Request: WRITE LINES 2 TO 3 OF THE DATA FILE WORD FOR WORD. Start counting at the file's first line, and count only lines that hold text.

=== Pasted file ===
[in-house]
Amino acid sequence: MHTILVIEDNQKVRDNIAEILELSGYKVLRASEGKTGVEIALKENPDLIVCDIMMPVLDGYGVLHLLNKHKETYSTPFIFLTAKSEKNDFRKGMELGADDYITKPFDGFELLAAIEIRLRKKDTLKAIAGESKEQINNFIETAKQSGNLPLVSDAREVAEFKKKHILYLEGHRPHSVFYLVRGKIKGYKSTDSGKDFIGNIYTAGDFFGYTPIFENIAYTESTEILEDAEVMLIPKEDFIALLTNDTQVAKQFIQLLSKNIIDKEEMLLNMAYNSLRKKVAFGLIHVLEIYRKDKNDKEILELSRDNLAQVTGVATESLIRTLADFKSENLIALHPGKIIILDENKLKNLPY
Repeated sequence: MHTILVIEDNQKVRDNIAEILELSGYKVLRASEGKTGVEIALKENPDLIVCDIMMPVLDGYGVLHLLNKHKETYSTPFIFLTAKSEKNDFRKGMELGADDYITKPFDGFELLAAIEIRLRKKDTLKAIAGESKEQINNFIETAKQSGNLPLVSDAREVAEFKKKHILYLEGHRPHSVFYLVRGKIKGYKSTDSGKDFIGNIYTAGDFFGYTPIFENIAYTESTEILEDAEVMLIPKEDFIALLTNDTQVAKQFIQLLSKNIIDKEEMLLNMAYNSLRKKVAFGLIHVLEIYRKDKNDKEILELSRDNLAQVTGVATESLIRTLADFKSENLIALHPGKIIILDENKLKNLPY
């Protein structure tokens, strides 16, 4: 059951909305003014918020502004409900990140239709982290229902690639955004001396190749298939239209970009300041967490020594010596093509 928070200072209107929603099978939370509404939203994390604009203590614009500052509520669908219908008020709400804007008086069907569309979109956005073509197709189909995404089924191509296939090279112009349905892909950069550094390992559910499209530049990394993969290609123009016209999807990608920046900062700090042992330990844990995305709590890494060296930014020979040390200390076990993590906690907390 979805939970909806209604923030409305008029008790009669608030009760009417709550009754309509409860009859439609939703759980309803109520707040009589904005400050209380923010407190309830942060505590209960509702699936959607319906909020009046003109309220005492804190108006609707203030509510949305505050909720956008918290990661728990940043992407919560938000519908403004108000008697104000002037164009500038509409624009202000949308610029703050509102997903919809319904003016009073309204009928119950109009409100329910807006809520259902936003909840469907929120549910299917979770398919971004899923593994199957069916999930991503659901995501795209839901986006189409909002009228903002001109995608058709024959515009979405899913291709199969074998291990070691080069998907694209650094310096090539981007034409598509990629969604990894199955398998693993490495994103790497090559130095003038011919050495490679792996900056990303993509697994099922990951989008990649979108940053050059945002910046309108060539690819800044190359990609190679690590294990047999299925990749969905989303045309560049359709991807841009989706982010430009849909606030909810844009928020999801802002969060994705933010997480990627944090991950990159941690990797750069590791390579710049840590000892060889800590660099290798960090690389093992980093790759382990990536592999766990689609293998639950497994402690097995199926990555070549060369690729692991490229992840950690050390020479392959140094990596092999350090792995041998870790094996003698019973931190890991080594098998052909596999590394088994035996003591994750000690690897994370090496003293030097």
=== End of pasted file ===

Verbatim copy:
Amino acid sequence: MHTILVIEDNQKVRDNIAEILELSGYKVLRASEGKTGVEIALKENPDLIVCDIMMPVLDGYGVLHLLNKHKETYSTPFIFLTAKSEKNDFRKGMELGADDYITKPFDGFELLAAIEIRLRKKDTLKAIAGESKEQINNFIETAKQSGNLPLVSDAREVAEFKKKHILYLEGHRPHSVFYLVRGKIKGYKSTDSGKDFIGNIYTAGDFFGYTPIFENIAYTESTEILEDAEVMLIPKEDFIALLTNDTQVAKQFIQLLSKNIIDKEEMLLNMAYNSLRKKVAFGLIHVLEIYRKDKNDKEILELSRDNLAQVTGVATESLIRTLADFKSENLIALHPGKIIILDENKLKNLPY
Repeated sequence: MHTILVIEDNQKVRDNIAEILELSGYKVLRASEGKTGVEIALKENPDLIVCDIMMPVLDGYGVLHLLNKHKETYSTPFIFLTAKSEKNDFRKGMELGADDYITKPFDGFELLAAIEIRLRKKDTLKAIAGESKEQINNFIETAKQSGNLPLVSDAREVAEFKKKHILYLEGHRPHSVFYLVRGKIKGYKSTDSGKDFIGNIYTAGDFFGYTPIFENIAYTESTEILEDAEVMLIPKEDFIALLTNDTQVAKQFIQLLSKNIIDKEEMLLNMAYNSLRKKVAFGLIHVLEIYRKDKNDKEILELSRDNLAQVTGVATESLIRTLADFKSENLIALHPGKIIILDENKLKNLPY